Point guard Matthew Dellavedova returned to the Cleveland Cavaliers on December 7th as part of a larger three-team deal that also netted the Cavs John Henson and a future first-round pick. The city of Cleveland rejoiced, as its favorite Australian was back.
The morale of the both the team and the fanbase was instantly improved, as Delly’s leadership and hustle was welcomed by a struggling group. Dellavedova had a solid season, but his biggest impact may have been off the court.
After Cleveland won the 2016 NBA Finals, Dellavedova signed a four-year $38 million offer sheet with the Milwaukee Bucks, and despite his desire to remain with the Cavaliers, the team decided not to match the Bucks’ offer, opting instead to spend money on retaining J.R. Smith for four years and $57 million. Delly would have the chance to be a starting point guard after backing up Kyrie Irving for the beginning on his career.
He started 54 games in 2016-2017, averaging 7.6 points and 4.7 assists in 26 minutes per game, almost identical numbers to his last year with Cleveland. He didn’t shoot as well from beyond the arc, his 3PT% falling from 41% to 37% while attempting 0.3 fewer shots.
Malcolm Brogdon, Delly’s backup, won Rookie of the Year, a sign that Delly’s days were numbered. In 2017-2018, the Bucks traded for Eric Bledsoe to be their starting PG, and Dellavedova was limited by injury to 38 games, starting just three.
Over Milwaukee’s first 24 games of the 2018-2019 season, Delly played just 8.1 minutes per match, and was inactive for half of those games. It was clear that he wasn’t in the team’s future plans, as Brogdon and Bledsoe were better options at PG. The Bucks began to look around for opportunities to shed Dellavedova’s salary, and his old team was the perfect trading partner.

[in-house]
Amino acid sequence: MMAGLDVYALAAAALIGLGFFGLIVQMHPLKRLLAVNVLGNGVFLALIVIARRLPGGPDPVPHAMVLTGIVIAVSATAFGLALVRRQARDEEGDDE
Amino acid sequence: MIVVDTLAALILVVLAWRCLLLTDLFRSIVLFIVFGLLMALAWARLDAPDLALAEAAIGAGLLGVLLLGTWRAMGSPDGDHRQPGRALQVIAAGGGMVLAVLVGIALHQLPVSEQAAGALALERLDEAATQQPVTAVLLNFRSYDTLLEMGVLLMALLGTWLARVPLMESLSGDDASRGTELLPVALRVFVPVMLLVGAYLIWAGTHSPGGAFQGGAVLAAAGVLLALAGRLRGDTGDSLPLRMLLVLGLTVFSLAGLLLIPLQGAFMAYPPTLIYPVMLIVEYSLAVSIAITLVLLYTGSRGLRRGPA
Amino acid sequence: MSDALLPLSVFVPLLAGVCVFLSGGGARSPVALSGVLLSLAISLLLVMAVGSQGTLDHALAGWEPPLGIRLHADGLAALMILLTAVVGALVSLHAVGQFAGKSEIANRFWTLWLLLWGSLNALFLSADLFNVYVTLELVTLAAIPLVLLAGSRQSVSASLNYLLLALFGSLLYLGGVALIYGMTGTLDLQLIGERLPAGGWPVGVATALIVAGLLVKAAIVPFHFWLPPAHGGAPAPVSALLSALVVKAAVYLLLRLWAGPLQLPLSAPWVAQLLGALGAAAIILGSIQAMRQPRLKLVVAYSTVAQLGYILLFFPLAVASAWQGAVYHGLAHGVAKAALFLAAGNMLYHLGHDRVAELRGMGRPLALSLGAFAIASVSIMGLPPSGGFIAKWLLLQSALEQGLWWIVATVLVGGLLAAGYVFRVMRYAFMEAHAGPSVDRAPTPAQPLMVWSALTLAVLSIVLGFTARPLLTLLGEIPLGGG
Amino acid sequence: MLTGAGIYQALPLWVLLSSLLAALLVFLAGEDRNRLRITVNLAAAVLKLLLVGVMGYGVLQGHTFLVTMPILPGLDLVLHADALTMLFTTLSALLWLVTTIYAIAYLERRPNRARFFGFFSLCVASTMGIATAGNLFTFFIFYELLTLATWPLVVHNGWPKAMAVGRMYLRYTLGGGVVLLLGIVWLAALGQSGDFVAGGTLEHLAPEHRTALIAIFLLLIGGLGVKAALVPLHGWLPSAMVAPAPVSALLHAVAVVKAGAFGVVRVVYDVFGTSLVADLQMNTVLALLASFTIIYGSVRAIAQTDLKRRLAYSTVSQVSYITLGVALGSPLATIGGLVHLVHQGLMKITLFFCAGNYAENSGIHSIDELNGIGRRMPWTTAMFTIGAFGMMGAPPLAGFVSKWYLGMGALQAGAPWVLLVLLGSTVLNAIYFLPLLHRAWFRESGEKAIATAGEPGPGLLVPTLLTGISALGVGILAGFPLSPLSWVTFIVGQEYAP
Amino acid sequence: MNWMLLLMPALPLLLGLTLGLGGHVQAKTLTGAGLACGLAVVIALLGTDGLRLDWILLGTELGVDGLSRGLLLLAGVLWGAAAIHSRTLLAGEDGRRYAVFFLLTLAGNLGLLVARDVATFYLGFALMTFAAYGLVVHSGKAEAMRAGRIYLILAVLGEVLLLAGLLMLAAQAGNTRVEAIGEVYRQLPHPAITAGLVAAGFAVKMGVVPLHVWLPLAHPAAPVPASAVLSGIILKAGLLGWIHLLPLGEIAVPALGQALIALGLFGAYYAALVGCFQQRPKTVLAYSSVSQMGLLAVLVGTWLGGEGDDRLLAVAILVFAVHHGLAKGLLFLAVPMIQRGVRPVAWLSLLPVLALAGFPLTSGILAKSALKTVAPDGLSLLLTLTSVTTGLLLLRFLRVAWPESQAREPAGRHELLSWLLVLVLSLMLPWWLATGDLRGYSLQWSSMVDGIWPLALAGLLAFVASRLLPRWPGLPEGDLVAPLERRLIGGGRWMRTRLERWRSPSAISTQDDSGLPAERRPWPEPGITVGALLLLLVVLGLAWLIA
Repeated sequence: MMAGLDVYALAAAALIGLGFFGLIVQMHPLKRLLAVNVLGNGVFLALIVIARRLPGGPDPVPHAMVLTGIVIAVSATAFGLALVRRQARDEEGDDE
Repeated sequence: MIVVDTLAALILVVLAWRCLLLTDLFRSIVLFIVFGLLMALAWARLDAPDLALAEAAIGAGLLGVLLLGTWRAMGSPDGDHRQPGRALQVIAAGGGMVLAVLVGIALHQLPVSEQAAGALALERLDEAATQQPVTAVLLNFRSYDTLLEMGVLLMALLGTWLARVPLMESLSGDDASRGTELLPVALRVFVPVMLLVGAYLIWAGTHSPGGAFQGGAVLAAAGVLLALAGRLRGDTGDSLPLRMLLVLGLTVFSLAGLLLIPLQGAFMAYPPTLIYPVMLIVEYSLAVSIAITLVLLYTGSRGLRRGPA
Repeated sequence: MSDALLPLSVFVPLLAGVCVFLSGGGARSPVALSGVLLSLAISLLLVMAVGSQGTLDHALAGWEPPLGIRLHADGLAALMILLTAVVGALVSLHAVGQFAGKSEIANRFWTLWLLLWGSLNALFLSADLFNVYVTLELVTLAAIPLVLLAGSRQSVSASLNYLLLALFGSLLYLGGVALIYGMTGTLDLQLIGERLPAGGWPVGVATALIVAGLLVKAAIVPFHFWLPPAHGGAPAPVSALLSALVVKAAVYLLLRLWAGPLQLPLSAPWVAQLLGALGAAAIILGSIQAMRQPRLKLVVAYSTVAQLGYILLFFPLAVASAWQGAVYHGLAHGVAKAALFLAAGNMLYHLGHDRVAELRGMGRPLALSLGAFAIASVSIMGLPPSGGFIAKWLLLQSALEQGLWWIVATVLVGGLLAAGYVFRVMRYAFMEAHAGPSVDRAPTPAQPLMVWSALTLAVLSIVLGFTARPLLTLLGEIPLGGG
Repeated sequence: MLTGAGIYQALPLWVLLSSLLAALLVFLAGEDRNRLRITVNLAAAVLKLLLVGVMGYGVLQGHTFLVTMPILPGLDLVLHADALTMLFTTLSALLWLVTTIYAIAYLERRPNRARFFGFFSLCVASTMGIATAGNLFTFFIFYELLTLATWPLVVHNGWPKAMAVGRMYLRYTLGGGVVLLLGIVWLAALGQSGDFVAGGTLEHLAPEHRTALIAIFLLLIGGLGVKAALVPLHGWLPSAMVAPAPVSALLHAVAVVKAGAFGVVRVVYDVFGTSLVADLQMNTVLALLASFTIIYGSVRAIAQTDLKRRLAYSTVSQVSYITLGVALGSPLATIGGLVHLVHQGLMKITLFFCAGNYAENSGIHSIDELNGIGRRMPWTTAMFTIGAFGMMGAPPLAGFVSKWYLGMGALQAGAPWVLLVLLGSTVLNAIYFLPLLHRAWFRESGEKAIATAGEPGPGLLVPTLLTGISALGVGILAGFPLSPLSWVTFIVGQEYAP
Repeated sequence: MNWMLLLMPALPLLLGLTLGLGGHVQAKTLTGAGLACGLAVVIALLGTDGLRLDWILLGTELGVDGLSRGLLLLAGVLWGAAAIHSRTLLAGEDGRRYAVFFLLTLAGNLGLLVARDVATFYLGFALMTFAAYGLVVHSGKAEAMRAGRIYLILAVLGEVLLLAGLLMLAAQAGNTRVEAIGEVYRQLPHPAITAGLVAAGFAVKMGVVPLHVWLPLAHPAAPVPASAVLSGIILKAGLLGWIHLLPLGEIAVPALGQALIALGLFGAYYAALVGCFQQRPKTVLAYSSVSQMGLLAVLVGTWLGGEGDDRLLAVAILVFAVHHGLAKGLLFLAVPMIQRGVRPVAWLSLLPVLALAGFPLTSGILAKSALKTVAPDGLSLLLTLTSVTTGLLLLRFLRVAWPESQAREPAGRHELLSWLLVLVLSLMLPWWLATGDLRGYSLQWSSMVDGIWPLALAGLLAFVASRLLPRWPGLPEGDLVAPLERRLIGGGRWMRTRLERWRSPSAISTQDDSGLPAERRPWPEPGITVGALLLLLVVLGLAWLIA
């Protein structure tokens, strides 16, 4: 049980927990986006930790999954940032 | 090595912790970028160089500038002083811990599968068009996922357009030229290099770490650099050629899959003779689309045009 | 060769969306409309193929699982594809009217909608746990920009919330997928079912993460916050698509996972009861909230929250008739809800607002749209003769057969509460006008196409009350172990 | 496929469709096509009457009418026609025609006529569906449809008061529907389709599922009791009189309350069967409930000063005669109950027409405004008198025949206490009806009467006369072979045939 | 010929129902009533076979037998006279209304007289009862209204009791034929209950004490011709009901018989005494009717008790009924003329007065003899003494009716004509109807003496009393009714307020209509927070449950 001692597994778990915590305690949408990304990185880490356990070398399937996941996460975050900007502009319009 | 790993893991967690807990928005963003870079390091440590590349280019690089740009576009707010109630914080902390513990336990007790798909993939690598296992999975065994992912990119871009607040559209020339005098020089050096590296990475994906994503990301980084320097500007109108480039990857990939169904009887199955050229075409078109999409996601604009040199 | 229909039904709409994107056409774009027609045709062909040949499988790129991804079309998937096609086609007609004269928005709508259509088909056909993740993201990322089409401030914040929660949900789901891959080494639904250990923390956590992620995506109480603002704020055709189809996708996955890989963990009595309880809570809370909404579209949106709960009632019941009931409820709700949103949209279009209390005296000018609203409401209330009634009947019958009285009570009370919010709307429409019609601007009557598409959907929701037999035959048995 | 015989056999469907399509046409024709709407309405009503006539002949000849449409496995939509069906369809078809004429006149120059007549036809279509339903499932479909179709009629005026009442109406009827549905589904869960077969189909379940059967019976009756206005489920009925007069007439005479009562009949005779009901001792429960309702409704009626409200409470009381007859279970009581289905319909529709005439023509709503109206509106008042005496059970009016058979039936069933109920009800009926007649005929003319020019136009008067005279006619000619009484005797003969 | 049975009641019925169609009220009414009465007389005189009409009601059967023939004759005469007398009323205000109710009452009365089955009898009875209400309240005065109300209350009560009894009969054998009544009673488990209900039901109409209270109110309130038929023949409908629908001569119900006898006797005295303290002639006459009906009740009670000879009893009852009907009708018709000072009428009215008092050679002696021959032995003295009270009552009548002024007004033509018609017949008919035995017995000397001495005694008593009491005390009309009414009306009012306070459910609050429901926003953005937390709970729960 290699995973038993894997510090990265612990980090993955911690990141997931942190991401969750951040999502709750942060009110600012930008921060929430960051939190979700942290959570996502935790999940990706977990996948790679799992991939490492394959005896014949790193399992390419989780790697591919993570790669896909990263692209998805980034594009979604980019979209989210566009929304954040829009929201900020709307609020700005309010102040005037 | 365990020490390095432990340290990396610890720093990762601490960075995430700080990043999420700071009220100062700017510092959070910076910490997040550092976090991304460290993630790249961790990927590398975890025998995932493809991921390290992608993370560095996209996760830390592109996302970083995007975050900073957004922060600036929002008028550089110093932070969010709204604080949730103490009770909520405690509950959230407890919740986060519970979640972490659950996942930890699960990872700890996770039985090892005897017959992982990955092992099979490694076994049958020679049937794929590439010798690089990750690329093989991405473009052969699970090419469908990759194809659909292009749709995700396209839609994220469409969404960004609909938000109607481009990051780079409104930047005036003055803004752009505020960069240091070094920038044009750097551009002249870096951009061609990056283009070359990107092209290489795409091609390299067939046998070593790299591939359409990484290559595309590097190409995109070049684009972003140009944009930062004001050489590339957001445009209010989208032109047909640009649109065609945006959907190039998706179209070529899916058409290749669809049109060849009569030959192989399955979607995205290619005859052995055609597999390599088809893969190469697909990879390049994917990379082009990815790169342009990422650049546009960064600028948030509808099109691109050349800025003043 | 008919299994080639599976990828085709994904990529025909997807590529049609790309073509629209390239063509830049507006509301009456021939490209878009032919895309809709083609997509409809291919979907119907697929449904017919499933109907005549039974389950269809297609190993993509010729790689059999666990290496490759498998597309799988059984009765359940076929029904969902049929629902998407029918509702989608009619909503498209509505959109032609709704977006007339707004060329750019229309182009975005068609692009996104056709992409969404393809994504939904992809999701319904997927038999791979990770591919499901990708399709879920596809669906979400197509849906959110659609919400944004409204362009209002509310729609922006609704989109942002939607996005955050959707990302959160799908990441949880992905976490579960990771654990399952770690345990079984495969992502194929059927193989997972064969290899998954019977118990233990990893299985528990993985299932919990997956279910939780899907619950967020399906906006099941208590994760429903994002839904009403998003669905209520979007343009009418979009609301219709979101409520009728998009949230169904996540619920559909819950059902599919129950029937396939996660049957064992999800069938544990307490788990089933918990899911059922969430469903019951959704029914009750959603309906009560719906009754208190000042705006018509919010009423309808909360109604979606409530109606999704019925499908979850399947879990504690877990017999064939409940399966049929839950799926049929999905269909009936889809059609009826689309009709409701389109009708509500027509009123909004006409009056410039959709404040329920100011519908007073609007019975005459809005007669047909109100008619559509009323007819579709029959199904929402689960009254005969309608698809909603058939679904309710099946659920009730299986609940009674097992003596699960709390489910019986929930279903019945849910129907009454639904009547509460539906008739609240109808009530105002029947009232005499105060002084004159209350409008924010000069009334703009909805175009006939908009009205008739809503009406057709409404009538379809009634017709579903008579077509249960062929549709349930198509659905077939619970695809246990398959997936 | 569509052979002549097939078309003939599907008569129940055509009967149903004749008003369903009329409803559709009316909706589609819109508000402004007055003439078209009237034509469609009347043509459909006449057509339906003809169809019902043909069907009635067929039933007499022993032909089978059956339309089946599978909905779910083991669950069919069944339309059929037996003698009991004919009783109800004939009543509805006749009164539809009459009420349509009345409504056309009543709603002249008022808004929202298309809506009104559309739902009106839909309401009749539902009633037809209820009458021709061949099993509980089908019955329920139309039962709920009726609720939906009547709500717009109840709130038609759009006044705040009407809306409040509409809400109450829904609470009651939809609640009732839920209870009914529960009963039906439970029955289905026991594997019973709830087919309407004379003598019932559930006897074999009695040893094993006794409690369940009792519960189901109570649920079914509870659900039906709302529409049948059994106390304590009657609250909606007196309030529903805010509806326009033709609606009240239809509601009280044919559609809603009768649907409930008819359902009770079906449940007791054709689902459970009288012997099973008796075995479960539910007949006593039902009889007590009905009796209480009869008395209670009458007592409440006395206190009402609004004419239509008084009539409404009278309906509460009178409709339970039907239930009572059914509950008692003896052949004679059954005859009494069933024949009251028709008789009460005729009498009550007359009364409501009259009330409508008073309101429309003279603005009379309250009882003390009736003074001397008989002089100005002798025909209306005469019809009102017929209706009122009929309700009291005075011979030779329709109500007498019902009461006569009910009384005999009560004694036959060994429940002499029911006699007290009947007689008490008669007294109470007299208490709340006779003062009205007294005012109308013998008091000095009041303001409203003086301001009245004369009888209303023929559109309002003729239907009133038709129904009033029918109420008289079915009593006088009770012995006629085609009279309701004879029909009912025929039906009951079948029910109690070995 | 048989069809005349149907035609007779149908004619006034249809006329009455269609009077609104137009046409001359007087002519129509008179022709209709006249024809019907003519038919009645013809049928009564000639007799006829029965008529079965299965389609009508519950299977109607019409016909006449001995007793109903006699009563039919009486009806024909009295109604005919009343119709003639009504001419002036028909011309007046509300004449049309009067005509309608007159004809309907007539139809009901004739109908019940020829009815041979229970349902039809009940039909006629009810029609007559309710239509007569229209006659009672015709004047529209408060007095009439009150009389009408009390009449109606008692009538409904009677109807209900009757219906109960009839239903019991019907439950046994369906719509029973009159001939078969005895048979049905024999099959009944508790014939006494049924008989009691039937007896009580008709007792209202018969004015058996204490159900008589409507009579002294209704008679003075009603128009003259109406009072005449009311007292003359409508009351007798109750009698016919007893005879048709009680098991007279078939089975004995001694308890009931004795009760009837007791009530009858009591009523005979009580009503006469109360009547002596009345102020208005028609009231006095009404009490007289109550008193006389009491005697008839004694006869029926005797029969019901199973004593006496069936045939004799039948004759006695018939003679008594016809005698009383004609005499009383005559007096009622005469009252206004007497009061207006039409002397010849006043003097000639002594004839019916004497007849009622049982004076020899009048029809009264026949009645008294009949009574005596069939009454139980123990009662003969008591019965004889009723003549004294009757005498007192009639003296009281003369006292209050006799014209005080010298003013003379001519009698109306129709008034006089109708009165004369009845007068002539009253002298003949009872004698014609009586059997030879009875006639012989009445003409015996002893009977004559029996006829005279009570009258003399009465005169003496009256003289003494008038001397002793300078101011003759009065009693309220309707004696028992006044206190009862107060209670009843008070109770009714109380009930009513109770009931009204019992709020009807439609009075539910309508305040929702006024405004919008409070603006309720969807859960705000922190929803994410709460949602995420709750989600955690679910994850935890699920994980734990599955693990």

In exchange for the contracts of Dellavedova and Henson, the Cavs sent guard George Hill to Milwaukee, and recouped a future first-rounder for their efforts. It was a shrewd deal by Cleveland, as they added two great locker room influences to a young team, while adding a valuable asset for the future.
Delly instantly made a positive impact on the floor, filling the role of backup PG very well. Even though he ranked eighth on the team in minutes played, he lead the Cavs in assists, beating out Larry Nance Jr. by 1.0 and starter Collin Sexton by 1.2 – Sexton also played 31.8 minutes to Delly’s 19.9, and had the added benefit of playing alongside the starters.
He played much better than he did with the Bucks, and one of the biggest reasons is because in Cleveland, he had a clear and consistent role. It really is crazy how much of a difference that makes for an NBA player, but the Cavs have seen it before, with guys like Nance, Cedi Osman, and Ante Zizic.
Matthew Dellaevdova also improved the team indirectly, as his veteran leadership has rubbed off on the young players. Shortly after the trade, Collin Sexton stated that he was excited to go up against Delly every day in practice. Both players are high-intensity hustle guys, and having a smart, experienced guard to mentor Sexton was perfect. Delly’s mentorship no doubt had an impact on Sexton, and was certainly a reason for Sexton’s major improvement over the second half of the season.
Yes, the first-round pick the Cavs netted from the trade could end up being useful, especially if Giannis Antetekounmpo leaves Milwaukee for some reason. And yes, John Henson’s contract could be flipped this year for another draft pick. But the most beneficial part of that trade was bringing Dellavedova back home where he belongs.
He increased fan engagement, provides a role model for Sexton, and is one of the leaders of this young and building team.
It’s possible that Delly could be traded, as his contract expires after next season, but it’s easy to see that what he provides this team is far more valuable than a future second-round draft selection. Delly is home again, and he should stay here for the rest of his career.